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The sonorities with which Pancho Amat has been working for 50 years of sustained work, will be recorded in a new record production titled Memorias, the 2010 National Music Award winner told ACN exclusively.
There will be 10 songs, half of them in instrumental format, and where the tres, the charango, the cuatro, the bandola and the cavaquinho, all played by him, will play the role of soloist in correspondence with the styles explored in the phonogram.
The sound that Pancho cultivated while he was part of Manguaré since the early 70's of the last century, will be in Memorias: music from the high plateau of the Andes, the plains of Venezuela, Brazil, as well as the nengón guantanamero and a salon contradanza.
The sung compositions, another five, also allude to the Latin American environment, because "I wanted to add the latest that has been done with the Cabildo del Son. That's why I have a song with Puerto Rican airs called "Que canten los que comieron", with décimas that are a bit joking and a bit serious".
On the other hand, La Fiesta de San Benito-A bailar nengón, fuses the traditional variant of son, with references to the Bolivian rhythm with carnival touches; without forgetting the rich changüí Camina pa' que te conozcan, another of the tracks that is nourished by the picaresque of our idiosyncrasy.
Te esperaré deserves a special mention, already known by the public for months and that, co-authored with the poet Héctor Gutiérrez and with the special participation of the popular singer María Victoria Rodríguez, has become another of the hymns of these times.
Te esperaré is our tribute to the doctors, especially those of the Henry Reeve Brigade. It was emotional and I didn't want to overlook it, since I recorded it on April 22, 2020, in the middle of the pandemic, when I was turning 70 years old. I think it was the best birthday present," he said.
The production is completed with Un son para mi Habana, premiered on the occasion of the 500th anniversary of the capital, and performed at the main event that took place on the Capitol steps.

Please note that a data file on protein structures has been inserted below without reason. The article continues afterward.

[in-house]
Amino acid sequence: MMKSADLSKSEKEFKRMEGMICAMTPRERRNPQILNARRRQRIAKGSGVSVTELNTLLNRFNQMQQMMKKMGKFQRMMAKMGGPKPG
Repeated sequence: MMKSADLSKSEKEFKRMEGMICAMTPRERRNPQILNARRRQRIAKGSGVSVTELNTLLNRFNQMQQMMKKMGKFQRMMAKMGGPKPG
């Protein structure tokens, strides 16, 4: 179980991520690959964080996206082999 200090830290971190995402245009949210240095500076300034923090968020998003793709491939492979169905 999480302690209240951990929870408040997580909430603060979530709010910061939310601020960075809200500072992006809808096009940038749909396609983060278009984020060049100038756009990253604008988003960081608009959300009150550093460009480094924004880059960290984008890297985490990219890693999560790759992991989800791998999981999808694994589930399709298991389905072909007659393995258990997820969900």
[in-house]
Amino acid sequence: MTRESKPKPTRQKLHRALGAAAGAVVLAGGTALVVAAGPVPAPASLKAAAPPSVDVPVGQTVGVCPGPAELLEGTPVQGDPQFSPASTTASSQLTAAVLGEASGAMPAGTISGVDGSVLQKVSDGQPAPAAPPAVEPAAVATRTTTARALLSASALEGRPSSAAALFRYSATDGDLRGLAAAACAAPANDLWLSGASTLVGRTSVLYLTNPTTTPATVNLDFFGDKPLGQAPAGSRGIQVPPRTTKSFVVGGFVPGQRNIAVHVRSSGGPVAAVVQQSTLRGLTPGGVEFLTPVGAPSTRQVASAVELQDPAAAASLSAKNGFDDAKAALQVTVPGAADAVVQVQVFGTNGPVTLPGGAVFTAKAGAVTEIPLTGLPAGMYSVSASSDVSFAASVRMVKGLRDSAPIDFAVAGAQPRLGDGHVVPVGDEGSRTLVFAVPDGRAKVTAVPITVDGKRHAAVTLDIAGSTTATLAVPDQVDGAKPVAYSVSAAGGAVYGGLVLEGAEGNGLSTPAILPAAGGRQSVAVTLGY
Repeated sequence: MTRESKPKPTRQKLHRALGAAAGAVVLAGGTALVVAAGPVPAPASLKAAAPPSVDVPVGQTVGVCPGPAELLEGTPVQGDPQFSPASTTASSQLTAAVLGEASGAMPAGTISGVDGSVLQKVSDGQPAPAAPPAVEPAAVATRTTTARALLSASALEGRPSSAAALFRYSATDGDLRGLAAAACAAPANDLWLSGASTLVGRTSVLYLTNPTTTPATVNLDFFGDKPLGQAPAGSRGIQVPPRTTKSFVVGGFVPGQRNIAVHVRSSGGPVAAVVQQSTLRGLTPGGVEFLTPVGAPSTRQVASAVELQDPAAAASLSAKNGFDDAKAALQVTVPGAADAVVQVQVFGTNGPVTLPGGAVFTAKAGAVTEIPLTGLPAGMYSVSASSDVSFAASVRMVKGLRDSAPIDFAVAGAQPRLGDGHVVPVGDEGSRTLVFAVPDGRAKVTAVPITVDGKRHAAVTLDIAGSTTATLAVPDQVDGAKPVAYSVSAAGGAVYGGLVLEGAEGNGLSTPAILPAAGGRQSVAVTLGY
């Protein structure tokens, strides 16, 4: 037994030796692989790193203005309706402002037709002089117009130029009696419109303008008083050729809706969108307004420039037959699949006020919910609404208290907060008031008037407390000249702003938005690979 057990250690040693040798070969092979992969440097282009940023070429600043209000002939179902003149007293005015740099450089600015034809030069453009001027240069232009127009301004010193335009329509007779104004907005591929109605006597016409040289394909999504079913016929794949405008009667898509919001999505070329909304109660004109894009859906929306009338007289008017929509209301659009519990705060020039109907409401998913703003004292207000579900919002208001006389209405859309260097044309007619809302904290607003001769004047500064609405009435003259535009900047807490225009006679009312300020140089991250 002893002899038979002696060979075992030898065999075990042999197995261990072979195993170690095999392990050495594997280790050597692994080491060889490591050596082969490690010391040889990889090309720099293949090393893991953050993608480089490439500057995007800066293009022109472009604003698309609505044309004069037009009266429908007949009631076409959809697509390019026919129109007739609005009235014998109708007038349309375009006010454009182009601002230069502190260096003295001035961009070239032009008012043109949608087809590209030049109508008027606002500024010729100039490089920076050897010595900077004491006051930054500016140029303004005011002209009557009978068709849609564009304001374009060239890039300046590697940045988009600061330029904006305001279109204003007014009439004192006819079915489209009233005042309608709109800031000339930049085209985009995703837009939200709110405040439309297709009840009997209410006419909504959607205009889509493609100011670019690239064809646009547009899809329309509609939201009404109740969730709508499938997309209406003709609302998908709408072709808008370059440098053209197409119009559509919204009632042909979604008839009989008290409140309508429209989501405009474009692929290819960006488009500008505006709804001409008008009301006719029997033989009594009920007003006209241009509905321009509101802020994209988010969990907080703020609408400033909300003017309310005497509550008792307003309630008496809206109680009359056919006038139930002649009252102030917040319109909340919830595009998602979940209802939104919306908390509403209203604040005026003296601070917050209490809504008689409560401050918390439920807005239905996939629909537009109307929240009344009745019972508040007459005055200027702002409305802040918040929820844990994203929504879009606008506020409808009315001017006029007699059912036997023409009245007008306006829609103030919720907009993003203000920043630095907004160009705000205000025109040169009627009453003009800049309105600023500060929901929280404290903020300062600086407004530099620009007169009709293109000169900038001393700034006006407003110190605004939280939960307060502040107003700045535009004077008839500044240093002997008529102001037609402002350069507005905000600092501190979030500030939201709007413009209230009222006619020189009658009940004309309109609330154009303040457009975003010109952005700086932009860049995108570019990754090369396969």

Pancho Amat y el Cabildo del Son also joined the online concert initiative Estamos Contigo, and after broadcasting the first part last week, the second part will be released soon, with the initiative of the Cuban Institute of Music of the Ministry of Culture, and recorded by La Rueda Films.
In addition, the recently concluded International Jazz Plaza Festival also featured the talent of this transcendental instrumentalist. For the occasion, a concert recorded at the Covarrubias Hall of the National Theater two years ago was presented, with Spanish bassist Javier Colina as guest.
Special interest has been aroused in these times of isolation by the different social networks, which have served Amat to teach classes and he has used them in a collaboration with Eduardo Carrasco, his friend and former quena teacher, from the veteran Chilean group Quilapayún.
With deep emotion he also revealed that he was able to make contact with a young American alumnus whom he taught to play the tres 22 years ago during a tour of Los Angeles.
His wife called me because he was turning 40, and I wanted to offer him a musical dialogue as a gift so many years later. And we did it, tres in hand, he added.
In terms of composition, the virtuoso tres player has made good use of his time. He said that at the request of our embassy in Japan and the musicians of the diaspora living in the Japanese country, he created and sent a song, whose funds contributed to combat the epidemic of the new coronavirus in Cuba.
Finally, the album Memorias, which Pancho Amat and the Cabildo will begin recording at Pepe Ordaz's Guaicán studio, will feature celebrated guest musicians such as bassist Gastón Joya, Orlando Valle "Maraca" with his flute, pianist Emilio Morales, clarinetist Javier Salva and Van Van violinist Irving Frontela, among others.
(Taken from 5 de Septiembre)